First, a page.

How to Start a Event Planning Business: Everything You Need to Know
To find out how to start an event planning business, you'll need to take steps like developing a business plan and determining your target market. 3 min read
How to Start an Event Planning Business
To find out how to start an event planning business, you'll need to take steps like developing a business plan and determining your target market. There are also legal and financial steps you'll have to tackle before you can officially begin marketing your new business.
Determine Your Target Market
When you first create your event planning company, decide which types of events you want to plan. If you're not concerned about specializing, you can plan events for just about any industry. Some event planners prefer to stick to a niche or two, such as wedding planning or corporate event planning.
In general, there are four event types:
- Celebrational – These are fun and exciting affairs, such as weddings, birthdays, anniversaries, fairs, parades, and reunions.
- Educational – These include informational events, such as graduations, meetings, and conferences. They tend to be more formal.
- Promotional – A combination of the first two, promotional events mix the fun aspect of celebrations with the informative aspect of educational events. These events include fashions shows, political rallies, and product launches.
- Commemorative - A formal type of event, a commemorative affair often includes civic events and memorial services to recognize significant people.
The Corporate Market
The term corporate refers to companies, charities, and nonprofits. Charities and nonprofits hold such events as receptions, gala fundraisers, and athletic competitions in order to raise funds and increase their support base. Companies may host any of the following:
- Trade shows.
- Holiday parties.
- Company picnics.
- Meetings for board members, stockholders, and staff.
Corporate events are becoming increasingly popular.
The Social Market
The social market is expected to continue growing, particularly as baby boomers age. This market includes birthdays and anniversaries. Baby boomers have children who are planning weddings and parents who are celebrating milestone anniversaries. They also may have milestone anniversaries of their own to celebrate.
Develop Your Business Plan
No matter how big or small a business, each one needs a business plan. Business plans are designed to do the following:
- Guide the decision-making process.
- Make your intentions clear to lenders and investors.
- Keep your business on track even when things get rocky.
Your business plan should include the following:
- Cover page: This is simple and only needs the name of your business and your contact details so that potential lenders and investors can get in touch with you.
- Executive summary: Consider this your “hook” or what you'll use to entice and interest people. Here, you describe your company, what sets your event planning business apart, and why you'll be successful.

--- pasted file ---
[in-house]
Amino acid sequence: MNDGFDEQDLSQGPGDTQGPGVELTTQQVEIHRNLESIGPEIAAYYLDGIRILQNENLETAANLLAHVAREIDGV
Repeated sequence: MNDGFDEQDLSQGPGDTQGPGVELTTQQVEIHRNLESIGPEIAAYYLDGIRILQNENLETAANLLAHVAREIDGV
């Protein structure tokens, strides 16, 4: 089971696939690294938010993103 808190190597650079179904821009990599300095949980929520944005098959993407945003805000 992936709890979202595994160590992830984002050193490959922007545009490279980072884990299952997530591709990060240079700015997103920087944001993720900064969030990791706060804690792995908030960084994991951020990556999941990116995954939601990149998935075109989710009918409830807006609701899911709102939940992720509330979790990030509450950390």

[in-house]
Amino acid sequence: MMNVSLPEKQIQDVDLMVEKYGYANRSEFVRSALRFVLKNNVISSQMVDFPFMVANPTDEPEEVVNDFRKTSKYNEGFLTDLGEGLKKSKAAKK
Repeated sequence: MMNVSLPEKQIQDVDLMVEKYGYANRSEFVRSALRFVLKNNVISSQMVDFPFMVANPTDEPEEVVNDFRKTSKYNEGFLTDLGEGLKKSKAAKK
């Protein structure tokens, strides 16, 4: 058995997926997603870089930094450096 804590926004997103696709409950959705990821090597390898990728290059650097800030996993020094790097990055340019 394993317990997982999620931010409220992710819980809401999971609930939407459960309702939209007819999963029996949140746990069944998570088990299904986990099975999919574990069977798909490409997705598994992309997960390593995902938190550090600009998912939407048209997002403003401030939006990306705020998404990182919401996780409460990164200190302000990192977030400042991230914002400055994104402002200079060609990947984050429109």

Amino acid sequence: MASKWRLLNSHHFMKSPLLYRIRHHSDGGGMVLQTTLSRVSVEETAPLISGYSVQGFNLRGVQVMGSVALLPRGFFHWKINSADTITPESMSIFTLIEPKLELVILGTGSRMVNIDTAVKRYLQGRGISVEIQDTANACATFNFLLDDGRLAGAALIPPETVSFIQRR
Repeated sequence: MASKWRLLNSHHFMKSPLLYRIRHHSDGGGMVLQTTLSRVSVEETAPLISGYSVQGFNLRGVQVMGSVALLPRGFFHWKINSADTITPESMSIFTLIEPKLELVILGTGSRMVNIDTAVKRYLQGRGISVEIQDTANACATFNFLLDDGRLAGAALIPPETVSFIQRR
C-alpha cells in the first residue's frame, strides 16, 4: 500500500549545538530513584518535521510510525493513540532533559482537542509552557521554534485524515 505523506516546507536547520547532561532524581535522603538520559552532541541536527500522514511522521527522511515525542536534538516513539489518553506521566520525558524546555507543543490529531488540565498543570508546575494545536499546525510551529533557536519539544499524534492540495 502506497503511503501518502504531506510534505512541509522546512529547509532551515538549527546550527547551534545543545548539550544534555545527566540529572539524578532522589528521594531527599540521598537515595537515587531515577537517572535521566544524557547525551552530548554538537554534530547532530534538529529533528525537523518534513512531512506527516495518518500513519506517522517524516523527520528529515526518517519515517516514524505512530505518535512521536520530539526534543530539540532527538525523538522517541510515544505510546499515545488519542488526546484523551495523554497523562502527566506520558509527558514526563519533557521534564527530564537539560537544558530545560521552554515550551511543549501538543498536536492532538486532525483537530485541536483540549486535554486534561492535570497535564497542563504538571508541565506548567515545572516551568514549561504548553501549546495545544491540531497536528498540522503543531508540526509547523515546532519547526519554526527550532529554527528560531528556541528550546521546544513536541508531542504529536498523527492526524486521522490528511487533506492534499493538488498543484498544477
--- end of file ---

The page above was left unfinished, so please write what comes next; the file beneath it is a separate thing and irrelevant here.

- Company overview: This is your business's profile page, and it should include your business name, location, formation date, event planning business type, and the legal form of your business, i.e., S-corp., Limited Liability Company, or sole proprietorship.
- Industry analysis: Charts and statistics are useful here as you describe the event planning industry. You'll answer questions such as “What trends will I seize on?” and “What do I have to offer that no one else does?”
- Customer analysis: Identify your customer base, whether it's made up of startups, corporations, or individuals. It's important to do plenty of research in this area and be as detailed as possible.
- Competitive analysis: Identify your key competitors, their strengths and weaknesses, and an approximation of their earnings. Use this part of your plan to outline your market advantage.
- Marketing plan: Detail your marketing efforts on how you'll reach out to vendors and customers. Outline a plan for all outlets, including traditional advertising, local press, and digital marketing.
- Operations plan: Give an overview of how your business will operate, and include your structural organization and planning ideas. This is also where you include logistics of materials and hosting guests, salaries, and job descriptions.
- Management team: List any assembled members of your team, including their titles, qualifications, and job descriptions.
- Financial plan: Detail how you'll raise startup costs and how you'll keep consistent revenue flowing in. Include estimates for consumer demand, competitive pricing, and regular expenses your business will have.
- Appendix: Any schedules, graphs, and spreadsheets detailing projected income and other data-heavy points go here.
It takes a lot of research to create a successful event planning business, but if you're detailed and organized, you can build a company that makes people's parties, meetings, and milestone events a cause for celebration.
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